Mining plays the Villain | Mining University

Mining plays the Villain

The vilification of mining is a frequent occurrence.  It is not uncommon to hear on the news or in general conversation that all the evils of the world can be blamed on mining.  Cinema often portrays the mining industry as the ‘boogey man’ in film.

I can’t deny that mining has a checkered past.  Some really bad things have happened at mines or because of mines, but current regulations have made mining a much safer place.  Other industries have similar histories of taking advantage of people or the land.  Why does mining seem to take the brunt of the negative publicity?

Many industries have used public advertising to promote their products as a whole.  You have heard these slogans before:
The incredible, edible egg.
Milk, it does a body good.
Beef, it’s what’s for dinner.
Pork, the other white meat.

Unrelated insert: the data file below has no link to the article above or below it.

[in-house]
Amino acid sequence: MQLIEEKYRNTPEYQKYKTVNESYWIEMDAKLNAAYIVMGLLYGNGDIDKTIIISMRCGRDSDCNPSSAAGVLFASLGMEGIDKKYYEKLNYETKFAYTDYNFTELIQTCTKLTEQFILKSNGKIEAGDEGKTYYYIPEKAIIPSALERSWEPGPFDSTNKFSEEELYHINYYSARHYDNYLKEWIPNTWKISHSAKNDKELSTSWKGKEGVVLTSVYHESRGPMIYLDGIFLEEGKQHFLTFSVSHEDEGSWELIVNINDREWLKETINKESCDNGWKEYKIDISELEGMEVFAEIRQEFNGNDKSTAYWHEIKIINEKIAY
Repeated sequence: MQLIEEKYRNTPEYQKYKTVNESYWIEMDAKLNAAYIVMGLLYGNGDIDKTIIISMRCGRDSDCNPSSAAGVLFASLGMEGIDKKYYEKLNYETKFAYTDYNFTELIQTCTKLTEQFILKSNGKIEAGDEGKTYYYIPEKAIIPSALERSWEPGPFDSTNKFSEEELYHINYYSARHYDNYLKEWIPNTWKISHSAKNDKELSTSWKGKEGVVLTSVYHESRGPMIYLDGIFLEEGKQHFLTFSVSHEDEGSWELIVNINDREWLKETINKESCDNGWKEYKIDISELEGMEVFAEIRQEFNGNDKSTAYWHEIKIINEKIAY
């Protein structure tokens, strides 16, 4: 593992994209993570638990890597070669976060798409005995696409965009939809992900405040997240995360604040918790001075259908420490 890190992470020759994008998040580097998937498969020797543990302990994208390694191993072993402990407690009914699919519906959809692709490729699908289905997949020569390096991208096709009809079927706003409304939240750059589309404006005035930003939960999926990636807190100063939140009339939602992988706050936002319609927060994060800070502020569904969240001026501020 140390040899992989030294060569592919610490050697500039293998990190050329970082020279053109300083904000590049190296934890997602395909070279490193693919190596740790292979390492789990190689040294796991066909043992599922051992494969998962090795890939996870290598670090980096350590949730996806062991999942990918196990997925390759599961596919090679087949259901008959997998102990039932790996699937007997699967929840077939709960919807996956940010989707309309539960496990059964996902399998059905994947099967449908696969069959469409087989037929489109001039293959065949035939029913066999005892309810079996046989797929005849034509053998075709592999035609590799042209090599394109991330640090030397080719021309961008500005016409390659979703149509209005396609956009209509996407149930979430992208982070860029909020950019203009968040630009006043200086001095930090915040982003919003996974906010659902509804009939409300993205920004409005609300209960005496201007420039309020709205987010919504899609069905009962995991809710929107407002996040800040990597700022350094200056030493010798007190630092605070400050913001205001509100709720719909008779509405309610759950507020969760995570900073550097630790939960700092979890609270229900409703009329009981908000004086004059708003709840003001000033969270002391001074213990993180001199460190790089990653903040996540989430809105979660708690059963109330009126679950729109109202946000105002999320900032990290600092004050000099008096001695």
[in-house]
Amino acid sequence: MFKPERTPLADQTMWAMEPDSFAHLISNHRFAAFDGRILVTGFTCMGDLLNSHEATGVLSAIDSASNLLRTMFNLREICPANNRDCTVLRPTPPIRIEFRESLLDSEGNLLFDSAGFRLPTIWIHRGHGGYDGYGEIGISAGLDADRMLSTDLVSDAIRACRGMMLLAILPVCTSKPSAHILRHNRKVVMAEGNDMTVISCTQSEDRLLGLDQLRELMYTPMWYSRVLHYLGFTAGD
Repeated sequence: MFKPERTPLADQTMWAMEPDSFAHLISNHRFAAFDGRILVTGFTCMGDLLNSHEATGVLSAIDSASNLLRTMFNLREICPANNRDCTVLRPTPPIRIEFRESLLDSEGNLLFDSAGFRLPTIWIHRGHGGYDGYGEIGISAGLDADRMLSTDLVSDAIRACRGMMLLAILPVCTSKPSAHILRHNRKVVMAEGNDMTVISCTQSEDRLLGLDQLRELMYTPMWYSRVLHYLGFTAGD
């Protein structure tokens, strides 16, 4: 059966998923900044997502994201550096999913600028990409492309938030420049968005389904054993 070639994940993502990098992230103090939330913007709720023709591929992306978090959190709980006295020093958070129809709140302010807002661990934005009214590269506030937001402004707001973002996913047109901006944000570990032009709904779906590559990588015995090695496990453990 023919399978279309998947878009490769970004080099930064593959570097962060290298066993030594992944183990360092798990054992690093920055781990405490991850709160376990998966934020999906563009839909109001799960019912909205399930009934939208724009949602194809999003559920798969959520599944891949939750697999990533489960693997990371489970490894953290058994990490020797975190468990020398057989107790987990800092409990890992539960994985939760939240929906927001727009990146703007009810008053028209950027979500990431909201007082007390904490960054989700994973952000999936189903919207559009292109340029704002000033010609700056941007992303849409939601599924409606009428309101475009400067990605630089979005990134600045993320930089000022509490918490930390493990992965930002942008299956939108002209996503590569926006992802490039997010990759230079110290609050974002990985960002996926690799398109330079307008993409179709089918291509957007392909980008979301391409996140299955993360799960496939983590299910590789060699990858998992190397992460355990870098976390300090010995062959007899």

Large industries don’t just use advertising to promote their products either.  Recently, there have been a number of television commercials defending high fructose corn syrup.  I didn’t even know there was anything wrong with corn syrup, but here they are defending their product.  Why can’t mining be the same?  Why must we always be the bad guy?

I do think that national advertisements to defend the industry would be a good idea.  I think a better idea would be to participate in more social activities and be aware of what is happening in the media before it makes it to the front page. 

When John Grisham’s novel The Runaway Jury came out it had the tobacco industry as the villain. When the book became a full length motion picture the villain suddenly changed to the small arms industry.  I don’t think this happened by mistake.  Why can’t we change social opinion the same way?

The entire mining industry needs to change its image from the ‘bad guy’ persona that it has had for so long and become the industry it really is.  Public opinion of mining should be that it is the source of the steel that is used to build cars, the copper that brings power and the coal that brings affordable electricity to the computer that is sitting on their desk.

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